Journal of Extension Systems
Article reprints (US $10/each) may be obtained by contacting the Chief Editor.
1988, Volume 4(2), December
- Woods, J. L. Making Rural Development Projects More Effective: A
Management Systems Approach.
- Rivera, W. M. Developing Agricultural Extension Systems
Nationwide: A Structural Approach.
- Layton, J. J. & F. A. Santopolo. Management of Irrigation
Systems: Organizing Farmers' Participation Efforts.
- Cuyno, R. V. Research System and Research Utilization: How to
Reach the End-Users.
- Wang, G. Indigenous Communication Systems: In Research and
- Verma, O. S. & V. V. Bhaskar. Scientists' Productivity:
AAR-System Versus PA-System: A Case Study.
Woods, J. L. Making Rural Development Projects More
Effective: A Management Systems Approach, 3-28.
This paper focuses on how to make existing rural development projects more effective,
rather then advocating new types of projects. It describes a management systems approach
to project planning and implementation. Through actual experiences gained from 41 UN
sponsored rural development projects in roughly 22 countries, nine specific subsystems are
identified which contribute to the success of rural development projects. The nine
subsystems involved are: (1) Intended Beneficiaries, (2) Field Workers/Change Agents, (3)
Programme Research/Evaluation/Monitoring, (4) Technology Generation/ Adaptation, (5)
Production and Distribution of Supply Inputs, (6) Staff Development/ Training, (7)
Communication Media/Materials, (8) Programme Planning, and (9) Programme Administration
and Supervision. The systems approach stresses the interaction between these subsystems as
contrasted with the common approach of developing individual subsystems. The management
systems approach thus helps project planners and administrators to better understand the
overall job they must do. It also helps explain to people involved in each of these
subsystems how their specific roles fit into the overall project.
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Rivera, W. M. Developing Agricultural Extension Systems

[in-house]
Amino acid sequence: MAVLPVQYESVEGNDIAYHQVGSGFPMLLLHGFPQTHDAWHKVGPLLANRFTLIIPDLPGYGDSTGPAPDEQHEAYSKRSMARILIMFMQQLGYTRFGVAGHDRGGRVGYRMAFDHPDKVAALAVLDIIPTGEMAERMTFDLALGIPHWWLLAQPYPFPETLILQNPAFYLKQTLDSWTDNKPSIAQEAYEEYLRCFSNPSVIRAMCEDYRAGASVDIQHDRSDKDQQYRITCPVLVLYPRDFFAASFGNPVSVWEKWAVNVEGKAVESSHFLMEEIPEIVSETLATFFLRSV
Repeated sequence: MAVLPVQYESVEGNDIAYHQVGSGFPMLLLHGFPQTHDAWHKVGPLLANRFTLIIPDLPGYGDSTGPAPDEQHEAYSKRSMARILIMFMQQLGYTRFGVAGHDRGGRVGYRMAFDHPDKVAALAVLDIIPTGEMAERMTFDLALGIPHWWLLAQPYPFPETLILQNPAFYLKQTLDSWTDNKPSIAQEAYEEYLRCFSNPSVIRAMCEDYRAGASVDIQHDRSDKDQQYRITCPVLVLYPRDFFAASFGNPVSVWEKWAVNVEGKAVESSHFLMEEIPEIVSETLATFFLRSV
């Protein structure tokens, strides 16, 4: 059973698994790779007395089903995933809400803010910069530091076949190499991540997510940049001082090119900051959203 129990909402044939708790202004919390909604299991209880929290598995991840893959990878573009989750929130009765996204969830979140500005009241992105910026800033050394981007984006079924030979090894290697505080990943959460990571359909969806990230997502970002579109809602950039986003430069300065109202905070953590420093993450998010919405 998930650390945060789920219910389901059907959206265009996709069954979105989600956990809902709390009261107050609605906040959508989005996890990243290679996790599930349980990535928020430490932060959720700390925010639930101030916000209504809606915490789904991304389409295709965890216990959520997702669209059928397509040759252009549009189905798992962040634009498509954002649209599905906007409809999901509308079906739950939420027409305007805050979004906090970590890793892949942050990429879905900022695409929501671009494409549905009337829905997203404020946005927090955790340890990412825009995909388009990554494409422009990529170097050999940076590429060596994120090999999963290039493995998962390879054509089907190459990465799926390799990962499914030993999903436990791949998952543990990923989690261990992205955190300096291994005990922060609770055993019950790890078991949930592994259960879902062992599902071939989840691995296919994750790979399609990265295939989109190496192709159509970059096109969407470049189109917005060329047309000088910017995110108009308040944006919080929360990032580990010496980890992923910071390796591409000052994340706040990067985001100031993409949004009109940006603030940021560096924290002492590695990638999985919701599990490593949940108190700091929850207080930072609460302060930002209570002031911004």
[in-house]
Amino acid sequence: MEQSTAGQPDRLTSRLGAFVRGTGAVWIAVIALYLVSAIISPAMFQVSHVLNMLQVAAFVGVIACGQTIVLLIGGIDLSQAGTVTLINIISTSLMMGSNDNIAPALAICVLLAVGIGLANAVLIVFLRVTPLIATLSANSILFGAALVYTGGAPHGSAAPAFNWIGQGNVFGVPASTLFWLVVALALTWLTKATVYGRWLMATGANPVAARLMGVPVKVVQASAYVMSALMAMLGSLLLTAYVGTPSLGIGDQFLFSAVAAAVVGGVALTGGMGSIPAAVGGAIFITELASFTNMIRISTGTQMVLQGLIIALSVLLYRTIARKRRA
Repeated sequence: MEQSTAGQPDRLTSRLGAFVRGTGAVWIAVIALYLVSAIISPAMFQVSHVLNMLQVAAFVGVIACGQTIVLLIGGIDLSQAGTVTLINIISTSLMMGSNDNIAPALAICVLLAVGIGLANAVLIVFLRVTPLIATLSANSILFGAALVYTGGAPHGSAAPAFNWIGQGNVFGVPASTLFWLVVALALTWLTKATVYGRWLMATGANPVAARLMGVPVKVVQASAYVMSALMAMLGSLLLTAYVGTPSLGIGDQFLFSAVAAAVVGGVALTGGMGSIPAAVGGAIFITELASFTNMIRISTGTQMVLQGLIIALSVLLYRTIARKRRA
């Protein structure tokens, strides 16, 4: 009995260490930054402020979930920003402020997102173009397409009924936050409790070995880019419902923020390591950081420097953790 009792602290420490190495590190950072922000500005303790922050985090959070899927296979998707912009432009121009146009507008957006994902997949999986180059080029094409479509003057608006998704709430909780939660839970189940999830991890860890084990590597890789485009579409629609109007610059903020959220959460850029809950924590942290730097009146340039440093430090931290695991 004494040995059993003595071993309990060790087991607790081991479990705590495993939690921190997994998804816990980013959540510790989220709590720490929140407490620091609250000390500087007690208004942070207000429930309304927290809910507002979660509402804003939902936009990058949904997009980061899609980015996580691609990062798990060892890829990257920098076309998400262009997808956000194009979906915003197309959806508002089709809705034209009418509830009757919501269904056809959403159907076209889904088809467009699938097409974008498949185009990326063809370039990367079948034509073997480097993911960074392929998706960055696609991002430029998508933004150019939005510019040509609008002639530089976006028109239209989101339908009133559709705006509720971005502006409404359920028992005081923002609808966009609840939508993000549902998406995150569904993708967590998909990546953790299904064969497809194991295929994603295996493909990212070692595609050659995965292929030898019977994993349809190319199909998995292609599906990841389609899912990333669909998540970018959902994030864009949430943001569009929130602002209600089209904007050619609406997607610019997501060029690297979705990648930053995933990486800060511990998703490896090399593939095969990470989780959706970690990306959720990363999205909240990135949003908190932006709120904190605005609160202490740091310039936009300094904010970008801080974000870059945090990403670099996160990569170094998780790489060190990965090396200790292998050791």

Nationwide: A Structural Approach, 29-50.
Agricultural Extension has been narrowly defined, It requires Clarification. There are
at least three definitions: (1) Agricultural Performance, (2) Rural Community Development,
and (3) Comprehensive Nonformal Continuing and Community Education. Similarly, the
assumption that there is one unified extension system is not usually the case. There are
more often "multiple" systems of agricultural extension both in public and
private sectors, In this paper, 12 illustrative types of extension systems, 4 main system
approaches, and 4 corresponding relationships of these approaches to farmers are
presented. in order to develop these systems, five Considerations are important: (1)
Client Profile, (2) Agricultural Production Goals, (3) Extension Institutional
Infrastructure, (4) Environmental Concerns: Natural Resources Management, and (5)
Financial Concerns: National Budget and Donor Assistance. In deciding National options for
extension development, three Frameworks are crucial to policy-makers- (1) Target Group
Selection, (2) Agricultural Production Potential in terms of Yield and Risk factors, and
(3) Multiple Extension Systems and their purposive arrangements. The Clarifications,
Considerations, and Frameworks should help policy-makers in determining the
"Right-Mix" of extension required for their Country's agricultural and
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Layton, J. J. & F. A. Santopolo. Management of
Irrigation Systems: Organizing Farmers' Participation Efforts, 51-62.
Many extension efforts on organizing farmers to manage their irrigation systems have
been tried throughout the World. The rationale behind has been that farmers with more
management responsibilities are more willing to invest their time and money. This article
reports work done in Egypt on a Canal irrigation system serving an area of 1200 acres
managed by 1000 farmers. The efforts were made to organise these farmers into a Water
Users Association (WUA) through eight processes of organizational characteristics defined
by Haas and Drabek (1973): (1) Task, (2) Decision Making, (3) Communication, (4)
Coordination, (5) Control, (6) Conflict, (7) Maintenance, and (8) Adaptation. These